1. Radio Silence by Alice Oseman 

If you’re not a reader, you may have heard of Alice Oseman from the adaptation of her graphic novel Heartstopper into a Netflix television show.. I fell in love with the comics and the TV series, and in turn read all of Oseman’s novels (10). My favorite out of the 5 was Radio Silence, mostly because I read it at just the perfect time in my life. 

  The novel stars A+ student Frances, who has devoted countless hours and all nighters to ensure she gets into her top college. Soon into the novel, she forms a friendship with Aled, the twin of her former best friend, and begins to rethink what truly matters to her. 

  The lessons Frances learned throughout the novel were very applicable to my current life. Finals were approaching, and I was very stressed out. Learning through Frances that grades aren’t the end all be all helped me approach my finals studying with a little more clarity. In the novel itself, I enjoyed Oseman’s take on the college anxiety many students feel. She also did a stupendous job at crafting teenage relationships in a very real way for many teenagers in today’s world. 


  1. Tomorrow and Tomorrow and Tomorrow by Gabrielle Zevin 

  When I found out this novel was about video games, I was not interested whatsoever. After seeing all the positive reviews by non-video game players though, I decided to give Tomorrow and Tomorrow and Tomorrow by Gabrielle Zevin a chance and ended up obsessed! 

  Sadie and Sam were childhood friends, and after having a falling out, are reuniting in college. They decide to team up and create a video game, for that is what they originally bonded over. We see their friendship grow over time, and how the video games they create both help and hurt the two. Different characters are introduced as the years span, but at the end of the day it is always Sam and Sadie.


  1. Young Mungo by Douglas Stuart 

  Set in the 1990s in Ireland, Mungo is a young Protestant boy who befriends his Catholic neighbor. As the two get closer, we read a second storyline of Mungo a few months into the future. He is sent on a camping trip by his alcoholic mother with two drunk strangers, and we see how his actions with his neighbor, James, affects what happens on the trip. 

  Young Mungo by Douglas Stuart is an incredibly sad story, filled with very lively characters. Mungo’s family is a big aspect of this story, and Stuart’s characterization of his family gave each member their own personality and voice, something author’s don’t always take the time to create. Stuart’s debut novel Shuggie Bain was a favorite from last year, and I’m sure his future novels will be as well.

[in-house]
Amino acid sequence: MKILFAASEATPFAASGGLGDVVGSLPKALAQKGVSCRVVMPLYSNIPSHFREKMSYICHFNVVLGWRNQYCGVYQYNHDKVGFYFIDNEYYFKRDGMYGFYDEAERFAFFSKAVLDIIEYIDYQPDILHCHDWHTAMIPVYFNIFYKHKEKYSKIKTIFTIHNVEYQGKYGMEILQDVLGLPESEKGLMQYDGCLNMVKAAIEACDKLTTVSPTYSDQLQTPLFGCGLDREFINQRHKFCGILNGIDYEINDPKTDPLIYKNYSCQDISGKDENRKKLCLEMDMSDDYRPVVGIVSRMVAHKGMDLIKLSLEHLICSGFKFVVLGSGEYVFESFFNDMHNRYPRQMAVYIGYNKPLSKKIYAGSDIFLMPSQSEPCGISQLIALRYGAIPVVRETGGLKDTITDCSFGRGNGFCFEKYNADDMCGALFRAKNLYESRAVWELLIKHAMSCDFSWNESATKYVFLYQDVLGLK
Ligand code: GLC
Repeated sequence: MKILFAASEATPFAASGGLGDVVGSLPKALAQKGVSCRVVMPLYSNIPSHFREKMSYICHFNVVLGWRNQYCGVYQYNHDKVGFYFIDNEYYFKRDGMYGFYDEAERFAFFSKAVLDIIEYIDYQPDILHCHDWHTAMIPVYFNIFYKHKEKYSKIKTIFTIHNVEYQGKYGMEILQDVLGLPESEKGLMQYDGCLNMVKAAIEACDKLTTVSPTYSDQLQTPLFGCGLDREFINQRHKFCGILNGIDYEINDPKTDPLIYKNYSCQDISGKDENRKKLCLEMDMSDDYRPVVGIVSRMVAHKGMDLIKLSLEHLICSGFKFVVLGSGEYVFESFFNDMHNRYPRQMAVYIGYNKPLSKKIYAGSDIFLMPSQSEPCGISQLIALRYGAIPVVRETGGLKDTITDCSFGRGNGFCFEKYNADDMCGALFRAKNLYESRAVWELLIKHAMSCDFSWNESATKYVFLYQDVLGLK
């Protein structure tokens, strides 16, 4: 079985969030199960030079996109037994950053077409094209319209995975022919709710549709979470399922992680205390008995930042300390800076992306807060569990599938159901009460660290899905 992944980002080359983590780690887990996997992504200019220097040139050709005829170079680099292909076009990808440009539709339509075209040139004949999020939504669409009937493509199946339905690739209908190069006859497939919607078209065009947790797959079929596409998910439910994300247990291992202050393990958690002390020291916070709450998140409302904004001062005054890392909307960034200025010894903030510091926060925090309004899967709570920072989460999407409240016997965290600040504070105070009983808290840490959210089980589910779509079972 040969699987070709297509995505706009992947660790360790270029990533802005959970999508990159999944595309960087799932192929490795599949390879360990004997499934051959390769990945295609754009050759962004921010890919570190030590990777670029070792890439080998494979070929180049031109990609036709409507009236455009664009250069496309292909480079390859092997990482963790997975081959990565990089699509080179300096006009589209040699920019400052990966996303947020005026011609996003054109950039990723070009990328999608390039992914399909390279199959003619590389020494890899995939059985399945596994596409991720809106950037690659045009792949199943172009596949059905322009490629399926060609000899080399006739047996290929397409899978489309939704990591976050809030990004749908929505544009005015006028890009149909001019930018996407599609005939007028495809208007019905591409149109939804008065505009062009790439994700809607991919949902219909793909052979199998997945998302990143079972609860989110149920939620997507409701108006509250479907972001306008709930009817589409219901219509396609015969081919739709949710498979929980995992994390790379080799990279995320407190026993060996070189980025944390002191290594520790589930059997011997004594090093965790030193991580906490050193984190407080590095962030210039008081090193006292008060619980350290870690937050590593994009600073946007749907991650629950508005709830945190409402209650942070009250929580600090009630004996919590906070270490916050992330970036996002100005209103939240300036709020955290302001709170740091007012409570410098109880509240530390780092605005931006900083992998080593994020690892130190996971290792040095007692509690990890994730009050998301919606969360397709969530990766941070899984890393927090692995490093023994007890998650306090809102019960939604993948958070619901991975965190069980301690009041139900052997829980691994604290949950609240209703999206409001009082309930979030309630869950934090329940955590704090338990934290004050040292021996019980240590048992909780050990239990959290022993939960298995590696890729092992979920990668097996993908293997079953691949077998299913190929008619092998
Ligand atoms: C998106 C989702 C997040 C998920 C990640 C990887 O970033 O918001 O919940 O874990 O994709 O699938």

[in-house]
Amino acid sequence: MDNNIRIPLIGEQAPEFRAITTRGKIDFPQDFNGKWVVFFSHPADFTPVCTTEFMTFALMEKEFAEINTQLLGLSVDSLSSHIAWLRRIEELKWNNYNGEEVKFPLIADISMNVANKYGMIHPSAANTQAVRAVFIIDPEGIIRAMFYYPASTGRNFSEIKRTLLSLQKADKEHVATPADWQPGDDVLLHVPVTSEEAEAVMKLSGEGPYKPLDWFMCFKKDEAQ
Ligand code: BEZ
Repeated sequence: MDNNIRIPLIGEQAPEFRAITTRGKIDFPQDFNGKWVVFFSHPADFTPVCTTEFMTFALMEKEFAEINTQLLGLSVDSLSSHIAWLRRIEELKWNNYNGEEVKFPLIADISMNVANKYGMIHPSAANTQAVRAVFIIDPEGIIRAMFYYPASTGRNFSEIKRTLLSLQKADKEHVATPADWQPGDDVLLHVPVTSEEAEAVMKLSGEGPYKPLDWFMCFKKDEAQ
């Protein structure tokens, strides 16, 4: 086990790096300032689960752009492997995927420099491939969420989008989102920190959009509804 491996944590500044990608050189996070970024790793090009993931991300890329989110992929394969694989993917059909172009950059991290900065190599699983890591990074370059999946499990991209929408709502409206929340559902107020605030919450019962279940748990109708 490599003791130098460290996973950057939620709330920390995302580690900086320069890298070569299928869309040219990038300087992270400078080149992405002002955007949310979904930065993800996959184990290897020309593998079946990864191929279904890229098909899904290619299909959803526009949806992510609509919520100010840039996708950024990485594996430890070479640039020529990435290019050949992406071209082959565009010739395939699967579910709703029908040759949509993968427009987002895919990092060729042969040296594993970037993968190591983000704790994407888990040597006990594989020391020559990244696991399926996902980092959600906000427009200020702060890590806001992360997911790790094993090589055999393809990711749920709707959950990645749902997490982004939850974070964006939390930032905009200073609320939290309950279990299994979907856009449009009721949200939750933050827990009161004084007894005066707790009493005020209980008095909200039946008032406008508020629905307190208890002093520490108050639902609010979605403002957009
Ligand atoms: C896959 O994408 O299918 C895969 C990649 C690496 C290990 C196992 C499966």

1. Piranesi by Susanna Clarke

  A fantasy novel being this high up on my top ten list, or even on it at all, is extremely shocking. However, it would be an injustice not to include Piranesi by Susanna Clarke as one of the best books I’ve read-both this year and ever. 

  The story follows Piranesi, a man living in an infinite palace. He explores day and night, and twice a week he visits the only other person in this labyrinth: The Other. As more and more oddities start appearing, Piranesi is faced with a new task- figuring out where he is, and who else is hiding within these walls. 

  Even if you’re not a fantasy fan (like myself), don’t let that make you miss out on this masterpiece. The imagery and fantastical elements made for such a fun reading experience, and I loved the ending.


  1. The Heart’s Invisible Furies by John Boyne

  Taking the number 1 spot of 2022 is without a doubt The Heart’s Invisible Furies by John Boyne. Beginning in 1940s Ireland (are you spotting a pattern?), we follow young Cyril Avery, whose adopted parents make it clear that he will never be a real Avery. Cyril befriends Julian at a young age, and when his feelings towards him start to deepen, Cyril is unsure what to do. Being homosexual in Ireland at this time is a sin, but should that stop him from being happy? 

  We follow Cyril throughout the course of his life, and with the book being close to 600 pages, the reader gets really familiarized with him. There is humor found in every page, but that doesn’t take away from the hard hitting lessons Cyril must learn.  

  I can’t wait to reread this book over and over again. I’m curious if a new book will ever top this one; besides my last year favorite, The Secret History, I don’t think one ever will. 


Overall, my 2022 reading year was great. I’m excited to see what 2023 has in store, and what new books will be released!